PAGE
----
Post navigation

We’ve All Been There

Posted on April 23, 2013 by kierandonaghy

we've all been there large

 

This EFL lesson plan is designed around a moving short film by Nicholas Clifford and the theme of empathy. Students write a story, watch a short film and speak about empathy.

Language level: Intermediate (B1) – Upper Intermediate (B2)

Learner type: Teens and adults

Time: 60 minutes

Activity: watching a short film, speaking and writing

Topic: Empathy

Language: Present perfect, narrative tenses and language connected with empathy

Materials: Short film

Downloadable materials:  we’ve all been there lesson instructions

Support Film English

Film English remains ad-free and takes many hours a month to research and write, and hundreds of dollars to sustain. If you find any joy or value in it, please consider supporting Film English with a monthly subscription, or by contributing a one-off payment.

Monthly subscription

One-off payment

 

Step 1

Tell students that you are going to explain a situation and that they should visualise the situation. Explain the following situation:

“You are an elderly woman driving a Mercedes through the Australian outback in the middle of nowhere. You realise that one of your tyres is flat. You stop the car and ring for assistance, but there is no cover so you wait inside your car. Suddenly, a Ford pick-up truck pulls up behind you; a large muscular man covered in tattoos gets out of the truck and walks towards you.”

Now put students into pairs and ask them to discuss the following questions:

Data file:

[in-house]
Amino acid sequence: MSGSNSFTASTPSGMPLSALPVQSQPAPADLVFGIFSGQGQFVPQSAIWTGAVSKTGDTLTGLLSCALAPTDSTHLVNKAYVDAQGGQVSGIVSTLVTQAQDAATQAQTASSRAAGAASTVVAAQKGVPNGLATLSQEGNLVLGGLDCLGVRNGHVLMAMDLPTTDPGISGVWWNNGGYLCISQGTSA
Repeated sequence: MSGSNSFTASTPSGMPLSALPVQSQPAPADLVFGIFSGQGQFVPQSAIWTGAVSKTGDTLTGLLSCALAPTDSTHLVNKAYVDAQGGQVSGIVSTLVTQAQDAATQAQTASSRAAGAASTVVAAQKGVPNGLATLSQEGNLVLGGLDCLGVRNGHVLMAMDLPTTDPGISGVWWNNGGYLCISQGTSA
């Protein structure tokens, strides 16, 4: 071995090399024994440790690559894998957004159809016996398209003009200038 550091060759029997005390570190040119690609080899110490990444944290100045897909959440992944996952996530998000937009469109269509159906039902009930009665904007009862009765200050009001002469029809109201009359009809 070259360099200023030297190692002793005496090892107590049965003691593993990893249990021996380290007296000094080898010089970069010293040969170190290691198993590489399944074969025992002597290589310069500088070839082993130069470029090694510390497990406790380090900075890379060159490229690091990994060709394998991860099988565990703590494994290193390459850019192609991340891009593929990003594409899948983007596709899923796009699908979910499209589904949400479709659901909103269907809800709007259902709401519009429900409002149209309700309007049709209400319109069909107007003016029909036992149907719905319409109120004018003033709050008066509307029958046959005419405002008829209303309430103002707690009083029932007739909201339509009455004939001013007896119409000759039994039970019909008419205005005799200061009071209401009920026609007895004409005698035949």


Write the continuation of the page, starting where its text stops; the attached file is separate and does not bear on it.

How would you feel in this situation?

What would you do?

Next get feedback from the whole class.

 

Step 2

Now put students into pairs and ask them to discuss the following questions:

Tell students that you are going to explain another situation and that they should visualise the situation. Explain the following situation:

“You are a young 8-month pregnant woman who has just arrived at the restaurant where you work as a waitress. You have just received a letter from your landlord informing you that you owe $800 in rent; if you don’t pay this money you will be evicted from your house. You ask your boss for extra work so you can pay the rent, but your boss is really rude to you and refuses to give you any extra work.”

How would you feel in this situation?

What would you do?

Next get feedback from the whole class.

 

Step 3

Now tell students that the 2 woman appear in the same short film and that there is a connection between them. Put them into small groups and ask them to speculate about what the connection might be and what story the film tells. Ask each group to write a short story which connects the 2 women together.

 

Step 4

When students have finished their stories ask one student from each group to read out their story. Ask for comments on all the stories.

 

Step 5

Tell your students that you are now going to watch the short film. As they watch they should compare their stories with the story the film tells.

WE’VE ALL BEEN THERE :: Short Film from Truce Films on Vimeo.

 

Step 6

Ask students the following questions:

How does the film make you feel?

What’s the film’s message?

 

Step 7

Pause the film at 05:49 where we see the napkin with the words “Keep it all. We’ve all been there.” Ask students what it means. If they don’t know explain that it means that the elderly lady can understand and empathise with the young woman being in a difficult situation and so she wants to help her.

 

Step 8

Write “What goes around comes around” on the board. Tell students that this is a common English proverb; ask them to explain what it means. If they can’t explain, give them a definition such as:

 

“The results of things that one has done will someday have an effect on the person who started the events. “

 

Tell them that What Goes Around Comes Around is the title of the story on which We’ve All Been There is based. Ask them why they think the story has this title.

Put them into pairs and ask them to discuss the following question: